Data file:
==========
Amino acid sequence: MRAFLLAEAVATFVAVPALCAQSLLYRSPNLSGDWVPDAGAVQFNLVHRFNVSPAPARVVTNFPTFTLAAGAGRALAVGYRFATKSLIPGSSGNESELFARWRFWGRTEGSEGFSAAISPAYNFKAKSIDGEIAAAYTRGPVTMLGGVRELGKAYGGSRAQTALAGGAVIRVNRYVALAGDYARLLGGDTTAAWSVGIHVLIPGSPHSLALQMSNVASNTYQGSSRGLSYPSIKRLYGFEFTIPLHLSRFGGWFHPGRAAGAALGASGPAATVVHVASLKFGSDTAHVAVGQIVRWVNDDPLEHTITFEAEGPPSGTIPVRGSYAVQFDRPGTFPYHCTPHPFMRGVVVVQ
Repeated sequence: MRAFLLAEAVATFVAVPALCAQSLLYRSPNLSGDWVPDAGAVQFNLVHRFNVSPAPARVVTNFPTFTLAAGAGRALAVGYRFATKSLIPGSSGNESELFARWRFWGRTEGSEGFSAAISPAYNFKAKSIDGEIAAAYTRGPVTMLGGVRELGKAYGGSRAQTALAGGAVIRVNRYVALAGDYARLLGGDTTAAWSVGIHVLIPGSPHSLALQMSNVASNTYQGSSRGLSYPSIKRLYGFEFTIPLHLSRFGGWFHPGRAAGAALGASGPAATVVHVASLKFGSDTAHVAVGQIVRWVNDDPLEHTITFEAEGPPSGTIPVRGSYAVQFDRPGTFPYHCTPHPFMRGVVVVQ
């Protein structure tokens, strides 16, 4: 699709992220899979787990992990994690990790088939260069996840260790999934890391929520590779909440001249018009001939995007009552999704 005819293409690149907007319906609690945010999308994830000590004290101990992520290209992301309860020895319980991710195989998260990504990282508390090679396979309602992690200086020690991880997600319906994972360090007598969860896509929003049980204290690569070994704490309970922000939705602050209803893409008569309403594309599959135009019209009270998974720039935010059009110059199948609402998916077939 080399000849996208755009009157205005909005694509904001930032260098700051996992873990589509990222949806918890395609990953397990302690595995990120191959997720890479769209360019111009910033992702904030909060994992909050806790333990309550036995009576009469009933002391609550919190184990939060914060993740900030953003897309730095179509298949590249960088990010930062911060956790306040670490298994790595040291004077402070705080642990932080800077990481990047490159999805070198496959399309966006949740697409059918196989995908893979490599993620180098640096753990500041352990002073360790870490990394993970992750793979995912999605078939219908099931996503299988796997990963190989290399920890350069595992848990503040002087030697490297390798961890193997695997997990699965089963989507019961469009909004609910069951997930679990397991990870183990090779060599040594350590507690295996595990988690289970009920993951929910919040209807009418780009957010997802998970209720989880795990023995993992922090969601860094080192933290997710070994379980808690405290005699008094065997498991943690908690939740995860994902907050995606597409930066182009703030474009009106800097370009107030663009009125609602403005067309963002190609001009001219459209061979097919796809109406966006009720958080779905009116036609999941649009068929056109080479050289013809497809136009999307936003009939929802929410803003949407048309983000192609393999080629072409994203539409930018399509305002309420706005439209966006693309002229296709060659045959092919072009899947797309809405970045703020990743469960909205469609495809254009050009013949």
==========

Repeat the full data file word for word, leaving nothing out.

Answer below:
Amino acid sequence: MRAFLLAEAVATFVAVPALCAQSLLYRSPNLSGDWVPDAGAVQFNLVHRFNVSPAPARVVTNFPTFTLAAGAGRALAVGYRFATKSLIPGSSGNESELFARWRFWGRTEGSEGFSAAISPAYNFKAKSIDGEIAAAYTRGPVTMLGGVRELGKAYGGSRAQTALAGGAVIRVNRYVALAGDYARLLGGDTTAAWSVGIHVLIPGSPHSLALQMSNVASNTYQGSSRGLSYPSIKRLYGFEFTIPLHLSRFGGWFHPGRAAGAALGASGPAATVVHVASLKFGSDTAHVAVGQIVRWVNDDPLEHTITFEAEGPPSGTIPVRGSYAVQFDRPGTFPYHCTPHPFMRGVVVVQ
Repeated sequence: MRAFLLAEAVATFVAVPALCAQSLLYRSPNLSGDWVPDAGAVQFNLVHRFNVSPAPARVVTNFPTFTLAAGAGRALAVGYRFATKSLIPGSSGNESELFARWRFWGRTEGSEGFSAAISPAYNFKAKSIDGEIAAAYTRGPVTMLGGVRELGKAYGGSRAQTALAGGAVIRVNRYVALAGDYARLLGGDTTAAWSVGIHVLIPGSPHSLALQMSNVASNTYQGSSRGLSYPSIKRLYGFEFTIPLHLSRFGGWFHPGRAAGAALGASGPAATVVHVASLKFGSDTAHVAVGQIVRWVNDDPLEHTITFEAEGPPSGTIPVRGSYAVQFDRPGTFPYHCTPHPFMRGVVVVQ
């Protein structure tokens, strides 16, 4: 699709992220899979787990992990994690990790088939260069996840260790999934890391929520590779909440001249018009001939995007009552999704 005819293409690149907007319906609690945010999308994830000590004290101990992520290209992301309860020895319980991710195989998260990504990282508390090679396979309602992690200086020690991880997600319906994972360090007598969860896509929003049980204290690569070994704490309970922000939705602050209803893409008569309403594309599959135009019209009270998974720039935010059009110059199948609402998916077939 080399000849996208755009009157205005909005694509904001930032260098700051996992873990589509990222949806918890395609990953397990302690595995990120191959997720890479769209360019111009910033992702904030909060994992909050806790333990309550036995009576009469009933002391609550919190184990939060914060993740900030953003897309730095179509298949590249960088990010930062911060956790306040670490298994790595040291004077402070705080642990932080800077990481990047490159999805070198496959399309966006949740697409059918196989995908893979490599993620180098640096753990500041352990002073360790870490990394993970992750793979995912999605078939219908099931996503299988796997990963190989290399920890350069595992848990503040002087030697490297390798961890193997695997997990699965089963989507019961469009909004609910069951997930679990397991990870183990090779060599040594350590507690295996595990988690289970009920993951929910919040209807009418780009957010997802998970209720989880795990023995993992922090969601860094080192933290997710070994379980808690405290005699008094065997498991943690908690939740995860994902907050995606597409930066182009703030474009009106800097370009107030663009009125609602403005067309963002190609001009001219459209061979097919796809109406966006009720958080779905009116036609999941649009068929056109080479050289013809497809136009999307936003009939929802929410803003949407048309983000192609393999080629072409994203539409930018399509305002309420706005439209966006693309002229296709060659045959092919072009899947797309809405970045703020990743469960909205469609495809254009050009013949």